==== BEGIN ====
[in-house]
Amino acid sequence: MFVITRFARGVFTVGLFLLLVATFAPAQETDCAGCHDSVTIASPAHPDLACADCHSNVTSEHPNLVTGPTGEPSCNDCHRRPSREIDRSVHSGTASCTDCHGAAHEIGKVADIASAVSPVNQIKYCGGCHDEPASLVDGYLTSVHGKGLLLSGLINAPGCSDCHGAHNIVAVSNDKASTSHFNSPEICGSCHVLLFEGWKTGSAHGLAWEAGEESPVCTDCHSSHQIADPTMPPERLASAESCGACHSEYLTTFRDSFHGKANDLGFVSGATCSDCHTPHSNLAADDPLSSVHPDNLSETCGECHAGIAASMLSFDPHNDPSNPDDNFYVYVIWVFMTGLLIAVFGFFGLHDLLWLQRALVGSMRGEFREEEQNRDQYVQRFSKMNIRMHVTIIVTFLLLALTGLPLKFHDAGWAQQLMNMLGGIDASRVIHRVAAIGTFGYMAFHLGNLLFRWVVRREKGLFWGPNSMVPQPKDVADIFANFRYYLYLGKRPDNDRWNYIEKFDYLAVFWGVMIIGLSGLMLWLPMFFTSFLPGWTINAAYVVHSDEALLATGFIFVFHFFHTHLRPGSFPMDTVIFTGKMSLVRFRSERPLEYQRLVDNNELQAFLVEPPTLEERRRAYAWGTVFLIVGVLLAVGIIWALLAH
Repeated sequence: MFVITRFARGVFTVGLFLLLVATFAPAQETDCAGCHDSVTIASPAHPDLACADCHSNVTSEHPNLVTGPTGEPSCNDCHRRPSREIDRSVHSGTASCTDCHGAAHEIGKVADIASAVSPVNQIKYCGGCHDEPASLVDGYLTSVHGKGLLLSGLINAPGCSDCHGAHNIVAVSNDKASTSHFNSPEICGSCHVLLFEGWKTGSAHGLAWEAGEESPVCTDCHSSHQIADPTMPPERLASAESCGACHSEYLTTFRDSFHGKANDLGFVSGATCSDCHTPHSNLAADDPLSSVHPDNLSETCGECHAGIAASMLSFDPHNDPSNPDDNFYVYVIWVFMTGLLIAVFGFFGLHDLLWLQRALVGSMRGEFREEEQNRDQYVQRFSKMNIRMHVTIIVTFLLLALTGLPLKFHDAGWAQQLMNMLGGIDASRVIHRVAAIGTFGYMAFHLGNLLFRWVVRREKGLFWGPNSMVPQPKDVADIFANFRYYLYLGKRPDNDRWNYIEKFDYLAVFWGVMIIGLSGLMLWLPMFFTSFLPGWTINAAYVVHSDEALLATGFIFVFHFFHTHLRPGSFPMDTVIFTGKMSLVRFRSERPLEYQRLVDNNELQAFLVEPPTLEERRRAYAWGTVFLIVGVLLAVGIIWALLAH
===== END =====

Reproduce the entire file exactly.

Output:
[in-house]
Amino acid sequence: MFVITRFARGVFTVGLFLLLVATFAPAQETDCAGCHDSVTIASPAHPDLACADCHSNVTSEHPNLVTGPTGEPSCNDCHRRPSREIDRSVHSGTASCTDCHGAAHEIGKVADIASAVSPVNQIKYCGGCHDEPASLVDGYLTSVHGKGLLLSGLINAPGCSDCHGAHNIVAVSNDKASTSHFNSPEICGSCHVLLFEGWKTGSAHGLAWEAGEESPVCTDCHSSHQIADPTMPPERLASAESCGACHSEYLTTFRDSFHGKANDLGFVSGATCSDCHTPHSNLAADDPLSSVHPDNLSETCGECHAGIAASMLSFDPHNDPSNPDDNFYVYVIWVFMTGLLIAVFGFFGLHDLLWLQRALVGSMRGEFREEEQNRDQYVQRFSKMNIRMHVTIIVTFLLLALTGLPLKFHDAGWAQQLMNMLGGIDASRVIHRVAAIGTFGYMAFHLGNLLFRWVVRREKGLFWGPNSMVPQPKDVADIFANFRYYLYLGKRPDNDRWNYIEKFDYLAVFWGVMIIGLSGLMLWLPMFFTSFLPGWTINAAYVVHSDEALLATGFIFVFHFFHTHLRPGSFPMDTVIFTGKMSLVRFRSERPLEYQRLVDNNELQAFLVEPPTLEERRRAYAWGTVFLIVGVLLAVGIIWALLAH
Repeated sequence: MFVITRFARGVFTVGLFLLLVATFAPAQETDCAGCHDSVTIASPAHPDLACADCHSNVTSEHPNLVTGPTGEPSCNDCHRRPSREIDRSVHSGTASCTDCHGAAHEIGKVADIASAVSPVNQIKYCGGCHDEPASLVDGYLTSVHGKGLLLSGLINAPGCSDCHGAHNIVAVSNDKASTSHFNSPEICGSCHVLLFEGWKTGSAHGLAWEAGEESPVCTDCHSSHQIADPTMPPERLASAESCGACHSEYLTTFRDSFHGKANDLGFVSGATCSDCHTPHSNLAADDPLSSVHPDNLSETCGECHAGIAASMLSFDPHNDPSNPDDNFYVYVIWVFMTGLLIAVFGFFGLHDLLWLQRALVGSMRGEFREEEQNRDQYVQRFSKMNIRMHVTIIVTFLLLALTGLPLKFHDAGWAQQLMNMLGGIDASRVIHRVAAIGTFGYMAFHLGNLLFRWVVRREKGLFWGPNSMVPQPKDVADIFANFRYYLYLGKRPDNDRWNYIEKFDYLAVFWGVMIIGLSGLMLWLPMFFTSFLPGWTINAAYVVHSDEALLATGFIFVFHFFHTHLRPGSFPMDTVIFTGKMSLVRFRSERPLEYQRLVDNNELQAFLVEPPTLEERRRAYAWGTVFLIVGVLLAVGIIWALLAH